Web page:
Publisher: Pan Macmillan
Category: Young Adult Fiction
Lucy Dervish is in love with Shadow, even though she has never met him. On one hot Melbourne night at the end of Year 12, she goes looking for him with her friends Jazz and daisy. Shadow is a graffiti artist working with Poet, spraying their thoughts onto walls around the city.
Ed is an artist. He lives to paint. Sometimes all he can do is take his thoughts and spray them as fast as he can onto a wall. But Ed’s world is a dangerous one. He dropped out of school in Year 10, and has recently lost his job. His friend Leo owes money to a bad guy, Malcolm Dove. On this particular night, Ed and Leo are planning to risk everything so that they can be square with Malcolm once and for all.
Graffiti Moon is written from the dual perspectives of Lucy and Ed – interspersed with Poet’s writing – which allows the reader to be privy to the thoughts of both main characters simultaneously. All the characters are sharply written, and Crowley does teenage angst really well. On the brink of adulthood, the characters are all trying to find where they fit into the world.
Lucy and Ed are both artists, and are both a bit lost. Lucy thinks her parents are getting divorced because her dad moved out and is now living in the shed. Ed lives with his Gran and they are struggling to pay their rent. Luckily for both that they do have some mentors in their lives who have tried to help them find their way. Ed had Bert who, until he died, owned the paint shop where Ed worked. Lucy has Al, the glassblower who has been helping with her portfolio called “The Fleet of Memory”. The idea behind the work is that Lucy has condensed her memories inside a fleet of glass bottles. Ed is doing the same with his painting – spraying his memories onto walls and trains. Both are trying to find a way to fit in to the world, and are using art to express themselves. Crowley’s descriptions of colour, whether it be Lucy’s glass, Ed’s struggle to find exactly the right blue for the sky, or the pink shag pile carpet that lines the walls of the Kombi van Leo uses, are so vivid, I felt like I was living that hot Melbourne night along with Lucy and Ed. In fact, while reading this book I really wanted to search out some graffiti art just to visualise the book even more. At the start of the novel, Ed paints a yellow bird lying face up – its legs facing upwards towards the sky. It could be asleep, or perhaps dead. At the end of the book, he paints another yellow bird but this time it is wide awake – fully open to the possibilities his life might hold in the future. As with all good coming of age stories, the promise of hope after all the angst is like a ray of sunshine.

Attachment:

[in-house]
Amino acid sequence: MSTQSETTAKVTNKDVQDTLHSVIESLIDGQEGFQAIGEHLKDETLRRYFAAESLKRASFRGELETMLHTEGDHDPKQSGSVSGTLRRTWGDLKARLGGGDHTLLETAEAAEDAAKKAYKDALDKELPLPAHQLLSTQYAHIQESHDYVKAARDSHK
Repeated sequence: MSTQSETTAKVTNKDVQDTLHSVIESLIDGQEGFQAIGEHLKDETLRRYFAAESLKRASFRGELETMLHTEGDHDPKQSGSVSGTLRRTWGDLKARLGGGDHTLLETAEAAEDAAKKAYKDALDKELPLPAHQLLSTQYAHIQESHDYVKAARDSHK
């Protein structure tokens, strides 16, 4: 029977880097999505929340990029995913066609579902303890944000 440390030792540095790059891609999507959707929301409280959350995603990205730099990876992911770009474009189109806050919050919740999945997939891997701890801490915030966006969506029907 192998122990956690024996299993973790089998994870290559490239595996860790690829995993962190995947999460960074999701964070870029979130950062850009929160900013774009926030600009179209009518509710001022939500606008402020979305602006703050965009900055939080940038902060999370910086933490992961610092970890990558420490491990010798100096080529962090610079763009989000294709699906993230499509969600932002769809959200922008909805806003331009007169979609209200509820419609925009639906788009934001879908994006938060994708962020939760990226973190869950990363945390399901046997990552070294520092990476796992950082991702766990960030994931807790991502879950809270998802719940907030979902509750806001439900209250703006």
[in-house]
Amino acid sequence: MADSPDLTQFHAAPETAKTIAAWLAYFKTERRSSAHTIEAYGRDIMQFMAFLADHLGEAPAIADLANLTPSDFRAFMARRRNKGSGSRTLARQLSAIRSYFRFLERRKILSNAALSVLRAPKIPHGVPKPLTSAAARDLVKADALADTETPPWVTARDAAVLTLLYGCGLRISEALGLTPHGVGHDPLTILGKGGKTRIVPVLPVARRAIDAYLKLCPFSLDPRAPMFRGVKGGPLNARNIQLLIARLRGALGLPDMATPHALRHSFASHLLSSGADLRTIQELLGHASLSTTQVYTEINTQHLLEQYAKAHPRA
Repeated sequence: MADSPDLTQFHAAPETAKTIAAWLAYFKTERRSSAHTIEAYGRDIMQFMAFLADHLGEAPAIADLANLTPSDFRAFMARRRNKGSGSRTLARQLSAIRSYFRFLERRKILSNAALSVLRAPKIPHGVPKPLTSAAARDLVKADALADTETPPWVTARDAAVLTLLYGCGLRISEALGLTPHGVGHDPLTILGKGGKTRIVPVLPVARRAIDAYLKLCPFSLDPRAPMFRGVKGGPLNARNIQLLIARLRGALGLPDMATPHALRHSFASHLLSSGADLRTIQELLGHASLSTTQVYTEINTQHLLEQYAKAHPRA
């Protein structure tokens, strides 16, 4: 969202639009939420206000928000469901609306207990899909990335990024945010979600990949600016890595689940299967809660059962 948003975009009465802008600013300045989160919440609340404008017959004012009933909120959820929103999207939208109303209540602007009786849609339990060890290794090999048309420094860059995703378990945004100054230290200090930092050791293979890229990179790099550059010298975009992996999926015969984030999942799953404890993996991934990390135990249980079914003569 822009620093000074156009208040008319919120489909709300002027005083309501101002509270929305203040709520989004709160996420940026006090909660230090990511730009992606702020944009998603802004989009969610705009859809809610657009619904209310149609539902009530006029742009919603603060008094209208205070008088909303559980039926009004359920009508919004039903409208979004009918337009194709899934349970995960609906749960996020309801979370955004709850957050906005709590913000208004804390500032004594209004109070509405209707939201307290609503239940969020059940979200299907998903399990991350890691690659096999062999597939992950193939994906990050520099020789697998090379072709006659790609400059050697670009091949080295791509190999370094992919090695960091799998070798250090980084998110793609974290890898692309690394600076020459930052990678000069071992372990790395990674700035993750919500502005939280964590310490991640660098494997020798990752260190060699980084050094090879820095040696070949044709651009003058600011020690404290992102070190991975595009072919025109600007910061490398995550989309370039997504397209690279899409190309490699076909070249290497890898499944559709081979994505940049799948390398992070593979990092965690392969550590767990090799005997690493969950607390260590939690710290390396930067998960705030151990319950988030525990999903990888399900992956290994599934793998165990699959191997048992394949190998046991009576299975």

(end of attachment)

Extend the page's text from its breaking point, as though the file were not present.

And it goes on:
I think this book would make a superb movie – with fantastically drawn characters, and a rockin’ sound track!